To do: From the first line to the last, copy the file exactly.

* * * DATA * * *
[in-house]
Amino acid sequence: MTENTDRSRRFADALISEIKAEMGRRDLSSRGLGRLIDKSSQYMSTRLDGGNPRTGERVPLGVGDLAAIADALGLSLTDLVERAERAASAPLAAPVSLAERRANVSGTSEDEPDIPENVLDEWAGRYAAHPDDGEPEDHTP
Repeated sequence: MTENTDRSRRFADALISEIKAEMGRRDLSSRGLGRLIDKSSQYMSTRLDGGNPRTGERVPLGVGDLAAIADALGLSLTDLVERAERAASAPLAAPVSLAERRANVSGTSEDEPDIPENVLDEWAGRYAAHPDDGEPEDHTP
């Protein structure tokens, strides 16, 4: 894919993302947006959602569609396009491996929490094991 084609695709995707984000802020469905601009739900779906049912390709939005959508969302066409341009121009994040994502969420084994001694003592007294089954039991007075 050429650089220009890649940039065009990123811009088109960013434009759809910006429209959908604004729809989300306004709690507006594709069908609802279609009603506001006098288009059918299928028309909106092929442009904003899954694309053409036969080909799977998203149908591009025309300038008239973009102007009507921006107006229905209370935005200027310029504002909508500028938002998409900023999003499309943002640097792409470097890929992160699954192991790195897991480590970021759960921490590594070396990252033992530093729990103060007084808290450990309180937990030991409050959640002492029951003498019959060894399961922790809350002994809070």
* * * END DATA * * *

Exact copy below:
[in-house]
Amino acid sequence: MTENTDRSRRFADALISEIKAEMGRRDLSSRGLGRLIDKSSQYMSTRLDGGNPRTGERVPLGVGDLAAIADALGLSLTDLVERAERAASAPLAAPVSLAERRANVSGTSEDEPDIPENVLDEWAGRYAAHPDDGEPEDHTP
Repeated sequence: MTENTDRSRRFADALISEIKAEMGRRDLSSRGLGRLIDKSSQYMSTRLDGGNPRTGERVPLGVGDLAAIADALGLSLTDLVERAERAASAPLAAPVSLAERRANVSGTSEDEPDIPENVLDEWAGRYAAHPDDGEPEDHTP
């Protein structure tokens, strides 16, 4: 894919993302947006959602569609396009491996929490094991 084609695709995707984000802020469905601009739900779906049912390709939005959508969302066409341009121009994040994502969420084994001694003592007294089954039991007075 050429650089220009890649940039065009990123811009088109960013434009759809910006429209959908604004729809989300306004709690507006594709069908609802279609009603506001006098288009059918299928028309909106092929442009904003899954694309053409036969080909799977998203149908591009025309300038008239973009102007009507921006107006229905209370935005200027310029504002909508500028938002998409900023999003499309943002640097792409470097890929992160699954192991790195897991480590970021759960921490590594070396990252033992530093729990103060007084808290450990309180937990030991409050959640002492029951003498019959060894399961922790809350002994809070």